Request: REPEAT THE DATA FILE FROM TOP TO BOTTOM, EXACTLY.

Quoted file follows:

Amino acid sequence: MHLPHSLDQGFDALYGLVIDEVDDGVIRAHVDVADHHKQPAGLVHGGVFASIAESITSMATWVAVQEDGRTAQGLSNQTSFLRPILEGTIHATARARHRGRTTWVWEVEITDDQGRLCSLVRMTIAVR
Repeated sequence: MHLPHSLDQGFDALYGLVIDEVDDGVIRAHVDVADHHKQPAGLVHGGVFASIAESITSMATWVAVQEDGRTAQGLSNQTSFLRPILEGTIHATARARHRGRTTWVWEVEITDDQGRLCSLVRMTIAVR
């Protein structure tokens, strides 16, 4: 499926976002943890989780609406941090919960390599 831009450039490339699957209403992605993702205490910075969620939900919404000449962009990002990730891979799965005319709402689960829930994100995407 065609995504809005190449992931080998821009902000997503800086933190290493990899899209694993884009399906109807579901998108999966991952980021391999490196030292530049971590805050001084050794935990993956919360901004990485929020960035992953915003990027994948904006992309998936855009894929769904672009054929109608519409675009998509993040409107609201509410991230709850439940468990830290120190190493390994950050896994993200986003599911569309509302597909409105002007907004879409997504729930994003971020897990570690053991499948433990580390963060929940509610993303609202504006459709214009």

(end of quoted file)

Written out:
Amino acid sequence: MHLPHSLDQGFDALYGLVIDEVDDGVIRAHVDVADHHKQPAGLVHGGVFASIAESITSMATWVAVQEDGRTAQGLSNQTSFLRPILEGTIHATARARHRGRTTWVWEVEITDDQGRLCSLVRMTIAVR
Repeated sequence: MHLPHSLDQGFDALYGLVIDEVDDGVIRAHVDVADHHKQPAGLVHGGVFASIAESITSMATWVAVQEDGRTAQGLSNQTSFLRPILEGTIHATARARHRGRTTWVWEVEITDDQGRLCSLVRMTIAVR
């Protein structure tokens, strides 16, 4: 499926976002943890989780609406941090919960390599 831009450039490339699957209403992605993702205490910075969620939900919404000449962009990002990730891979799965005319709402689960829930994100995407 065609995504809005190449992931080998821009902000997503800086933190290493990899899209694993884009399906109807579901998108999966991952980021391999490196030292530049971590805050001084050794935990993956919360901004990485929020960035992953915003990027994948904006992309998936855009894929769904672009054929109608519409675009998509993040409107609201509410991230709850439940468990830290120190190493390994950050896994993200986003599911569309509302597909409105002007907004879409997504729930994003971020897990570690053991499948433990580390963060929940509610993303609202504006459709214009």